• The number of people waiting over 52 weeks to start consultant-led elective treatment increased to 139,545 in September 2020, the highest level since September 2008.
  • In September 2020, 39% of people waiting to start elective treatment had been waiting over 18 weeks – a slight improvement of waiting times compared to August 2020. The 18-week target has not been met for over four and a half years.
  • There were 408,949 non-obstetric ultrasounds carried out in September 2020 (10% higher than in September 2019) and 91,640 gastroscopy tests carried out (almost double the number carried out in September 2019).
  • In September 2020, one third (33%) of patients had been waiting over six weeks for a diagnostic test. The diagnostic waiting time target has not been met for over six and a half years.

For more information, see our treatment waiting times and diagnostic test waiting times indicators.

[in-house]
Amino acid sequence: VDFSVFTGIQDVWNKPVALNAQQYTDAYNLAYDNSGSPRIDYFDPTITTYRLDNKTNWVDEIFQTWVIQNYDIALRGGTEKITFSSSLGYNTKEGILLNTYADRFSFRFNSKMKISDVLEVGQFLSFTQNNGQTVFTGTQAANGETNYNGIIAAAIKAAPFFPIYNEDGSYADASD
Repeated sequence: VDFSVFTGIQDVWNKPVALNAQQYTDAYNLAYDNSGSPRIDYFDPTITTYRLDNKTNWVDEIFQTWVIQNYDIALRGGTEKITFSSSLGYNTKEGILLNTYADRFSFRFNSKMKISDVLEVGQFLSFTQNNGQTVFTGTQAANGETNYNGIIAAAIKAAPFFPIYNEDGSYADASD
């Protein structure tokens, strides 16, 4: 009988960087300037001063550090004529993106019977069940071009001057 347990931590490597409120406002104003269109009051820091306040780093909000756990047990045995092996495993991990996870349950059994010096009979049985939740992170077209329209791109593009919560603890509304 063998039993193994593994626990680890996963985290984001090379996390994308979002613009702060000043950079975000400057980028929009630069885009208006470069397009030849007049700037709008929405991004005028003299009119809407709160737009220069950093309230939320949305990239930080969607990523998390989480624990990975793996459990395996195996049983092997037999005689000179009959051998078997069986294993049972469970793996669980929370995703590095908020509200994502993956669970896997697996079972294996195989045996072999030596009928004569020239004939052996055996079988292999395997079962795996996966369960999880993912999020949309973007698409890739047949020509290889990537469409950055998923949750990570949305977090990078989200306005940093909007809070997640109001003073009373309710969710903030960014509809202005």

Cancer waiting times

  • 199,801 patients had a first consultant appointment in September 2020 following an urgent GP referral for suspected cancer – 2% higher than in September 2019. This follows a substantial drop to less than 80,000 first appointments in April 2020.
  • In September 2020, one in four patients (25%) waited longer than two months to start their first treatment for cancer following an urgent GP referral. The 62-day cancer target has not been met for over four and a half years.
  • The percentage of patients who waited longer than two months to start their first treatment for cancer following a referral from a national screening service improved to 15% in September 2020, following the recent decline to 87% in June 2020. The waiting time target has not been met for two and a half years.
  • 722 people started a first treatment for cancer in September 2020 following a referral from a national screening service – 61% lower than in September 2019.

For more information, see our cancer waiting time targets indicator.